Author gomattolson from Minneapolis, Minnesota Permission CC-BY-2.0.

It is Masters time again.  My clients know I love golf. And this time of year, the Masters is the only thing holding me together as tax season comes to an end.

The 2018 Masters Tournament begins on April 5th, continuing an April tradition that started in 1934.

It’s special because the tournament’s co-founder – Bobby Jones – was one of the greatest golfers of all time. And unlike other tournaments, The Masters takes place at the same location every year:  Augusta National Golf Club in Georgia.  August is so exclusive that you can’t even have a cell phone while watching a practice round. And while the cpd (cost per dude, thanks George) to go to the Masters isn’t too bad if you apply and are picked to get tickets, don’t ask what it costs to join, because joining Augusta is by invitation only.

Steeped in tradition, golf originated in Scotland in the fifteenth century when the Scottish king James IV began playing golf in 1502.  The British Open began in 1860, making it the oldest of the four major tournaments in professional golf.  However, it’s the Masters that holds some of the most interesting and talked-about traditions.

What are some of the Traditions?

Fist there’s The Champions Dinner.  Before the tournament each year, past Masters champions gather for a banquet, with the menu chosen by the previous year’s winner.  In this year’s case, Sergio Garcia chose a Spanish style menu topped with a cake made by his new wife, whom he married after winning last year. Don’t ask him which day was more special.

Former Masters winners have their own locker room, the Champions Locker Room, which features nameplates on lockers of past golf greats and Masters memorabilia.  The rest of the professional golfers in the tournament use another locker room which I’d still love to use, even if it’s not called the Champions Locker.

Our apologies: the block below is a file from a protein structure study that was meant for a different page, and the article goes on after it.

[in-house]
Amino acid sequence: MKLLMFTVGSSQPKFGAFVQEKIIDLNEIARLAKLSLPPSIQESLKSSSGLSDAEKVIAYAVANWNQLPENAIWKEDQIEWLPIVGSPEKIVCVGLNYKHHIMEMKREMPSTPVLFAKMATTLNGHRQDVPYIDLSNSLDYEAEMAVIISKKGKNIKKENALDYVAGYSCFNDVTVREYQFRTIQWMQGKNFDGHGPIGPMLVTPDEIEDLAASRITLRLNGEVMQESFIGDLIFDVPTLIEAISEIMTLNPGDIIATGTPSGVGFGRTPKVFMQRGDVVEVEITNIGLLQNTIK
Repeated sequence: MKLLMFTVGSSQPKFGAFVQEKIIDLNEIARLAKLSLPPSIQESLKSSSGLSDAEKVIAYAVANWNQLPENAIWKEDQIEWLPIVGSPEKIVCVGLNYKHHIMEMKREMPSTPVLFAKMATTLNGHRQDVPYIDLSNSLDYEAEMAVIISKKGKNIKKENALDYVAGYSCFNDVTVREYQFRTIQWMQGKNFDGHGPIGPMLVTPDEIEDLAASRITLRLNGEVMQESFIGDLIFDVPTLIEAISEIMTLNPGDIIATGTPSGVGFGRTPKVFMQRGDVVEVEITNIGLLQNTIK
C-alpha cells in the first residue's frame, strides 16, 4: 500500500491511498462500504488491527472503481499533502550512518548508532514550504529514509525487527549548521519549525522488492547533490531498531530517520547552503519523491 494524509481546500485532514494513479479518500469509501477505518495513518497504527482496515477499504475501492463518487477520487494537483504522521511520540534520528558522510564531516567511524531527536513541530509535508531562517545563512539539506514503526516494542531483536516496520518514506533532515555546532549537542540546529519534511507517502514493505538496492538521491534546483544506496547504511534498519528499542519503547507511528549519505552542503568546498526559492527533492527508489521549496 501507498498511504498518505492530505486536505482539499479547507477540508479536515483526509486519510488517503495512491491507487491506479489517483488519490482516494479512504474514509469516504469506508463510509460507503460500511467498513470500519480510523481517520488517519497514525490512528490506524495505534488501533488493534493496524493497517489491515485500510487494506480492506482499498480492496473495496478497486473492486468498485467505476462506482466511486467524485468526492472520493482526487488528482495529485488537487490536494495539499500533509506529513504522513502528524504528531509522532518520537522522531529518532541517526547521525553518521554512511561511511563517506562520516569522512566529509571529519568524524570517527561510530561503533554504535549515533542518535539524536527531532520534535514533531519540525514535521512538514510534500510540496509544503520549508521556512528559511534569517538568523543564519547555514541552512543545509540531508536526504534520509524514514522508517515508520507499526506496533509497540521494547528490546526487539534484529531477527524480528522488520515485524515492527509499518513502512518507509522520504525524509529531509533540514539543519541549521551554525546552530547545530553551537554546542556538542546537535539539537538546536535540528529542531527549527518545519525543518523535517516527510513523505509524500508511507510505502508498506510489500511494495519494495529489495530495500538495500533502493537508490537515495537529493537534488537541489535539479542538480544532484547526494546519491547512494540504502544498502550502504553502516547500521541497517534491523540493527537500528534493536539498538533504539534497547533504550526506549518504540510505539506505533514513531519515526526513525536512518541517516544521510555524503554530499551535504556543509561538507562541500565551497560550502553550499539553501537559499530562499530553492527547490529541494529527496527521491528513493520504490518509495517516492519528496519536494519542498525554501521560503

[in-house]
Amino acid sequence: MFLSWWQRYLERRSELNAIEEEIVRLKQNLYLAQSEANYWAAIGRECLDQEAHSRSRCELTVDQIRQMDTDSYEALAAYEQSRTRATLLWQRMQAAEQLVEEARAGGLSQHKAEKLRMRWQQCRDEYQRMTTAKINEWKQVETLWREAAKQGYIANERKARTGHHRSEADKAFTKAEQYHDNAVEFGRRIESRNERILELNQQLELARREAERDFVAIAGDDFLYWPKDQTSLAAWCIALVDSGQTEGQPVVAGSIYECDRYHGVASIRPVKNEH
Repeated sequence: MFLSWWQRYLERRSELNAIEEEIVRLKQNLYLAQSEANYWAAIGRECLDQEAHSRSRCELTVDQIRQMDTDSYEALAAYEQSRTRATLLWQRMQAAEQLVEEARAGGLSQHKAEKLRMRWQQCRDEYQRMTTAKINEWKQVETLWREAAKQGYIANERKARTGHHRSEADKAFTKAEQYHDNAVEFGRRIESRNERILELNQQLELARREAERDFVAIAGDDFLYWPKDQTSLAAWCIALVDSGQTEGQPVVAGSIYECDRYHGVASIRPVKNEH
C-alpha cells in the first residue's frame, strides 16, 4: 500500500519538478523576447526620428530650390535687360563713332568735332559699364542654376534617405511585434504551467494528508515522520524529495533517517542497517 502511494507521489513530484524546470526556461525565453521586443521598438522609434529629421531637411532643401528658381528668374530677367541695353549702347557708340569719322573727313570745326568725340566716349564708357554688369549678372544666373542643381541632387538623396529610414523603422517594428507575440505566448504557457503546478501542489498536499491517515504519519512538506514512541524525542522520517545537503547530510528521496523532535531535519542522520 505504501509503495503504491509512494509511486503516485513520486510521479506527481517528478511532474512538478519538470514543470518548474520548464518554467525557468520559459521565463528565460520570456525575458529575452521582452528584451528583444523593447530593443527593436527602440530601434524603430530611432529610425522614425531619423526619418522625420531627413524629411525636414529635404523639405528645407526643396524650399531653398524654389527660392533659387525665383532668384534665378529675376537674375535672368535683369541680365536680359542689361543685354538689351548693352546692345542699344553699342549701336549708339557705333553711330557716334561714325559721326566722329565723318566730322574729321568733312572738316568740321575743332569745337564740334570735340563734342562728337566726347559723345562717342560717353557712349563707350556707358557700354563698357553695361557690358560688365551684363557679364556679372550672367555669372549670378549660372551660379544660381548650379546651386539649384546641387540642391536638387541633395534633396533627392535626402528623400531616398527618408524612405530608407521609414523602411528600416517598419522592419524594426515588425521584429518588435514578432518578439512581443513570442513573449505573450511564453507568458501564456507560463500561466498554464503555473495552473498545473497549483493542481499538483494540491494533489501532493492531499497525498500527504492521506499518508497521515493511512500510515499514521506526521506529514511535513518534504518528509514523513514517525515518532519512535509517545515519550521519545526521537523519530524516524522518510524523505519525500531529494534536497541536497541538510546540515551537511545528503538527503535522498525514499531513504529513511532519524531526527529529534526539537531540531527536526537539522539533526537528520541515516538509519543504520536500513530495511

There’s the semi-social Par 3 tournament providing a lighter side to the competition, with children often caddying for their fathers, along with significant player and fan interaction.

There’s the tradition of skipping balls at the 16th hole during practice rounds.

And of course, the ceremonial opening tee shot when legends like Jack Nicklaus, Gary Player, and Arnold Palmer, gather at the first tee, and their first tee shots announce the beginning of the tournament.

Did you know that caddies can’t even wear sponsor-laden outfits at the Masters? They wear special white jumpsuit uniforms, a Masters cap, and white shoes. No sponsors. This would not be ideal for La Liga.

But let’s not forget the most important tradition of all… The Green Jacket.  Each Masters winner is presented with a Green Jacket by the previous year’s winner.  Champions keep their jackets for a year, almost like renting it, then return them to storage at Augusta National, where the individual champion can wear it again, but only on club grounds. Then they have to buy a knockoff if they want to wear a green jacket with a small “g”. FYI, if anyone wants to buy me a knockoff, I’m all in. I’d wear to bed.

So how does the traditions at the Masters relate to financial planning?

(Insert stretched reason for writing an article about the Masters and linking it to financial planning.)

A tradition everyone should adopt is reviewing your financial plan on a yearly basis with your financial advisor. If you’re lucky like my clients that play golf, you can even do it after we play Eagle Eye or Hawk Hollow here in Mid-Michigan. I know it’s not Augusta, but my home courses rock anyway.

It’s the great financial advisors that carry on the most important traditions surrounding planning which involve asking the right questions, listening, assisting clients with their dreams, and charting a course designed to support the family and be passed on to the children.

So, establish a tradition reviewing of your financial plan with your financial advisor each year!  Maybe you’ll be able to afford to join Augusta if/when someone decides to ask you to join. Or you can play with me if/when someone decides to ask me!